We really do love it when an Outposter shares something with us to be published. It makes Boba Phil’s nipples go hard, and stops Eggy from crying over the DCU. What we are trying to say, is that it warms our hearts. This time Pixelsmack has got something he wants to say about his developed thoughts and feelings towards Blade Runner 2049.

If you want to share something about movies, TV, streaming or entertainment in general with your fellow Outposters then send it over to [email protected].


Blade Runner 2049

This is not a “review.” I already did that back when it was first released. These are simply my continued thoughts.

The original film was lost on me at launch. I was too young. It bored me. Years later I would re-discover this epic in my early 20s and it slammed my brain with everything awesome. It’s one of those films that, as you watch, it convinces your brain you’re there. You’re in the film. In the story. The music, often credited as the real reason most love the film, the visuals, and yes, the simple story, all combine to pull you in. It’s a warm blanket of sci-fi noir.


Blade Runner 2049 replicants(!) this exactly. For decades I was terrified at the very idea of a Blade Runner sequel. Not that there was no need. The world shown was MASSIVE. There were MANY stories to be told. Sure, what happens to Rachel and Deckard was interesting to ponder, but there’s so much more there.

No, I was terrified that if Hollywood tried to touch this again it would end up a disaster. I sat by happy seeing it was safely left to its own. A single amazing film.

Then Blade Runner 2049 appeared.

I went in to this film extremely apprehensive. I was already a fan of Villeneuve’s work. He was the BEST possible case for getting this new film created. I was disappointed that his long time composer was dropped. Hans Zimmer and Benjamin Wallfisch took over scoring the film. The score is as important as the visuals in this world of Blade Runner. It’s an established symbiosis.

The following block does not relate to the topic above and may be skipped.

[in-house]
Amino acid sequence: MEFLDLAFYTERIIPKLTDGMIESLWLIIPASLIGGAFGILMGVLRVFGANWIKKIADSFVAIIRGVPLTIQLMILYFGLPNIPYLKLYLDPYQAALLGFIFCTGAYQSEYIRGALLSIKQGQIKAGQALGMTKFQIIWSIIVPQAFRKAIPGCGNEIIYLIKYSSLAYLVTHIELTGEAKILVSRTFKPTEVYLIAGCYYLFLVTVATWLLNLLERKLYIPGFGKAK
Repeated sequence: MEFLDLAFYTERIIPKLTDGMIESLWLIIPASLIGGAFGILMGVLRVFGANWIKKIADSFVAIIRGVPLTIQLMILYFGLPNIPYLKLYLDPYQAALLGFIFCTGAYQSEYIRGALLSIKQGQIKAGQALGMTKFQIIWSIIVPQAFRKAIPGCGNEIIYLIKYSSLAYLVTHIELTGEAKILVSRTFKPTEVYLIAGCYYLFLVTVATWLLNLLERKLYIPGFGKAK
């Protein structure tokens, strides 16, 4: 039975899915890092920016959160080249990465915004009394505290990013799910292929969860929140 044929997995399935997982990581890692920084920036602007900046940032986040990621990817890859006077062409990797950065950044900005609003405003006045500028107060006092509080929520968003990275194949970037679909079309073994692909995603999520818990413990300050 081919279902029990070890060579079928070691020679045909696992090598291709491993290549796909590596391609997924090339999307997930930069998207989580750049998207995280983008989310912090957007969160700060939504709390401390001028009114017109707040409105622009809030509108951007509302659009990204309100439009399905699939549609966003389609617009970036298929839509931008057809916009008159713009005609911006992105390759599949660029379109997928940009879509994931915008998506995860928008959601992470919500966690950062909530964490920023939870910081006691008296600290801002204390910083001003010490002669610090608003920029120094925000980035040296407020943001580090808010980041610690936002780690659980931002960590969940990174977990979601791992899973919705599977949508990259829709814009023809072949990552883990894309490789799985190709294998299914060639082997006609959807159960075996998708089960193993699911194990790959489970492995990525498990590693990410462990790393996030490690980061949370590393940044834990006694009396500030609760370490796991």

The result was a film that had me in awe as it unfolded before my eyes and ears. It was flashing before my eyeballs and slathering my eardrums in non-stop euphoria.

“They did it. They got it right!”

Any concerns I had. The constant mental, “body checking,” as the film progressed, were soon removed. I sat there and fell in to the world once again. Totally engrossed. Until…

…Tears in the Rain redux.

No! You did everything so completely right. I was near tears of joy as the film is wrapping up and then you yanked me clean out with this steal. I highly suspect this was a Hans Zimmer push to include his take on the song.

If you know Wallfisch’s work, most of the score is definitely his doing. The Tears in the Rain tribute has all the signs of Zimmer’s ego. I could be completely, and totally wrong. This could all be the Director’s doing. Regardless. It is the single tragic moment of this otherwise stunning piece of sequel filmmaking.

That song is Roy Batty’s theme. It’s not a random piece of music to play whenever some stoic death is presented. It’s Roy’s theme. Why did Hans or Ben not compose some beautiful new composition for “Constant” K? It’s a disservice. It really pisses me off.


The film is such a companion piece to the world of Blade Runner and yet it has this single stain. Sitting in the theater as this unfolded I was dumbfounded. I looked around, hands up in disbelief. Is this really happening? It was. I just shook my head and let the rest of the film finish. As the credits rolled, I was a mix of emotions. I went from total happiness to a nut punch. Which I’m still feeling the sting to this very day.

That’s it. That’s my mental dump for this film, this franchise I love dearly.

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